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Mets players and coaches agree: Jeurys Familia has carried the bullpen

New York Mets pitcher Jeurys Familia and catcher

New York Mets pitcher Jeurys Familia and catcher Kevin Plawecki celebrate after the final out of the ninth inning of a baseball game against the San Francisco Giants in San Francisco, Wednesday, July 8, 2015. Credit: AP / Jeff Chiu

SAN FRANCISCO - It hardly is a surprise that the Mets have lived off their pitching considering the high-octane talent in their starting rotation.

But that success has extended to a bullpen that has thrived primarily because of one man: Jeurys Familia.

Barring a last-minute surge, the Mets' closer won't be rewarded with a trip to the All-Star Game. With voting scheduled to end Friday, Familia trails the other four candidates.

Johnny Cueto (Reds) leads the fan voting, ahead of Clayton Kershaw (Dodgers), Troy Tulowitzki (Rockies) and Carlos Martinez (Cardinals).

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But within the Mets' clubhouse, little ambiguity exists about Familia's role in carrying a bullpen that has flourished despite missing critical pieces for much of the season.

"We know what he's done for our team," bullpen coach Rickey Bones said. "He's an All-Star and the MVP in our bullpen."

The Mets rank third in the National League with a 3.26 ERA. The bullpen has posted a 2.80 ERA, behind only the Cardinals and Pirates in the NL.

Those results can be traced back to Familia, 25, who on Wednesday lowered his ERA to 1.12 as he nailed down his 24th save in his first season as the Mets' closer.

Jenrry Mejia, who assumed those duties last season, wound up on the suspended list in April because of a 80-game PED ban. He returned only this week.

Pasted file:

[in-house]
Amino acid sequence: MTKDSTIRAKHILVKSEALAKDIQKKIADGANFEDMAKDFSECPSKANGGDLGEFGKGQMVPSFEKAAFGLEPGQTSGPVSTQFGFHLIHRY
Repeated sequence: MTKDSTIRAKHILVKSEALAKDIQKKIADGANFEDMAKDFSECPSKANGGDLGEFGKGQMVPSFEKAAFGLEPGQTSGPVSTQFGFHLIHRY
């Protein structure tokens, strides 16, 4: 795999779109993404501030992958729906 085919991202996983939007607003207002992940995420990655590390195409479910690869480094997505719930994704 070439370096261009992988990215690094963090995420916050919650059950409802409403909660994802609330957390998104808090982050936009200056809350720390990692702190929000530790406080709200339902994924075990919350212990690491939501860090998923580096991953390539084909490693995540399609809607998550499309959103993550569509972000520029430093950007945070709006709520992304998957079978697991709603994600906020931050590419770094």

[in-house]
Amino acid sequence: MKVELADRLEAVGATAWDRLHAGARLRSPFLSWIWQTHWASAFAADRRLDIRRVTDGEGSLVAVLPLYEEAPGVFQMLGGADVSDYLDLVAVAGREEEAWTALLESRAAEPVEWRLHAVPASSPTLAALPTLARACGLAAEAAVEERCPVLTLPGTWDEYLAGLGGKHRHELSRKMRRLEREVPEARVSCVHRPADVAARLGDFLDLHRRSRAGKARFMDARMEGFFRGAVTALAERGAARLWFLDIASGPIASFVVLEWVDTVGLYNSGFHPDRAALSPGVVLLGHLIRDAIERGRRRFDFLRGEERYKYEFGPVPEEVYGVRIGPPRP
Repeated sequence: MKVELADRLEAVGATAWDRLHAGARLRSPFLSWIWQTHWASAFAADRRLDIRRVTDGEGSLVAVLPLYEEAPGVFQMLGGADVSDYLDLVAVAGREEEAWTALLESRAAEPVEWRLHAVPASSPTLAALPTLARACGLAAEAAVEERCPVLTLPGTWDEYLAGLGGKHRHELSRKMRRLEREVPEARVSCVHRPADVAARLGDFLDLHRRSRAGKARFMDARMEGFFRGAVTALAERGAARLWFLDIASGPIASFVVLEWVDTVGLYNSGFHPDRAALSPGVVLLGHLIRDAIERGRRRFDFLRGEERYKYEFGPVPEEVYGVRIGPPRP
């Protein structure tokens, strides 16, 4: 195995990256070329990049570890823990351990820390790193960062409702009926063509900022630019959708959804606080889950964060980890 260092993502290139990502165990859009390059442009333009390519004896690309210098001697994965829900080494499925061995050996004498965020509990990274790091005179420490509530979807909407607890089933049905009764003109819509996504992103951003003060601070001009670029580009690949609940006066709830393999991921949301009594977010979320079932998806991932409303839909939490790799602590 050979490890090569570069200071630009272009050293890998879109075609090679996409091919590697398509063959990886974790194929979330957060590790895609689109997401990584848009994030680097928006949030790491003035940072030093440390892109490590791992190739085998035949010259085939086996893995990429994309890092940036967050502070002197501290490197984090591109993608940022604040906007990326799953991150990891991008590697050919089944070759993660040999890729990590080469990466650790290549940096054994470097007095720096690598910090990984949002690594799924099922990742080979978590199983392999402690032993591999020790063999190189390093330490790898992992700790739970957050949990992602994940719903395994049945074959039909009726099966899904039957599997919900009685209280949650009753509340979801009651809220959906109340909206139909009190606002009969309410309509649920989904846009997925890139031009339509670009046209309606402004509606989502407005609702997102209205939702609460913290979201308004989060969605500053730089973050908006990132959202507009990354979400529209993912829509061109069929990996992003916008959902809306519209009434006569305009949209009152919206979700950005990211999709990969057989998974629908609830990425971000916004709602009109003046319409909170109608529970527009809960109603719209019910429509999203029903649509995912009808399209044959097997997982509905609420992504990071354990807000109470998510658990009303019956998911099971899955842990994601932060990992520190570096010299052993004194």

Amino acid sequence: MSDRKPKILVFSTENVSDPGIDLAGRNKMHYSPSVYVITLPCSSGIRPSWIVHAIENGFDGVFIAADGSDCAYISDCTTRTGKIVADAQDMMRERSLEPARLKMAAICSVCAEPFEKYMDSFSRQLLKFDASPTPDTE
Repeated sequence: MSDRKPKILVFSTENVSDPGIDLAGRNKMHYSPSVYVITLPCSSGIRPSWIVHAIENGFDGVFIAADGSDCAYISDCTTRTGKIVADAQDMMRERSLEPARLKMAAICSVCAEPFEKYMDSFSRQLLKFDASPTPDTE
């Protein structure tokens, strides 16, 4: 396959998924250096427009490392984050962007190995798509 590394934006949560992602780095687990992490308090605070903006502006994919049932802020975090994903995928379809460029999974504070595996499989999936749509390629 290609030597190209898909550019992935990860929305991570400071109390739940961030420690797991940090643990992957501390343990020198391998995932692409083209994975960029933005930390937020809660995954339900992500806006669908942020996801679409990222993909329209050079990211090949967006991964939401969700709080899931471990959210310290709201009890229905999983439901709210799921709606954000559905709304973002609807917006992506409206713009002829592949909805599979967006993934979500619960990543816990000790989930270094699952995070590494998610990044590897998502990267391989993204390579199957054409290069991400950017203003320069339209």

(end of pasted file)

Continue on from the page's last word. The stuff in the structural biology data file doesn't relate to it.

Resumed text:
Bobby Parnell, the Mets' closer in 2013, returned only recently, and his velocity has yet to come back to form. Vic Black remains on the disabled list after being sidelined with injuries stemming from a disc issue in his neck.

Lefty specialist Jerry Blevins, acquired in a spring training trade, fractured his elbow early in the season and his return still appears far off.

Nevertheless, the bullpen has thrived despite a cast of unproven arms, mostly because they've been able to lean heavily on Familia.

"I don't feel pressure because like I always say, if I feel pressure, I'm going to do bad," Familia said. "I just try to enjoy and enjoy the game. If I have a bad outing, just move forward to the next day. But I've never felt pressure this year. I trust myself 100 percent."

The Mets' starting pitchers have played a role as well.

Because they have logged the most innings in the National League (537), the bullpen has been charged with pitching the fewest (2251/3).

"We've kept the bullpen fresh and ready," Bones said. "When the bullpen's fresh, that means they're going to be able to execute. We're blessed to have this kind of starting rotation."

Of those 2251/3 relief innings, Familia has pitched 401/3, the most among the team's relievers.

In one way, it's also the heaviest workload of any closer in the National League. Familia's innings comprise 17.9 percent of his team's entire workload, the highest percentage of any closer in the league.

Indeed, Familia's duties often have gone beyond the scope of what's expected of modern-day closers. He has made seven multiple-inning appearances and has entered a game with runners on base nine times.

As manager Terry Collins has said often, Familia has done so without complaint.

"I just love being in the game to help my team win," Familia said. "They gave me the opportunity to be a major league baseball player when I signed for the first time. They made my dream. I'm just trying to enjoy and do the best I can and try to win."

Familia insists that's enough, regardless of whether it is acknowledged with a selection to the All-Star Game.

"If I make it, I'll be fine," he said. "If not, it's OK."

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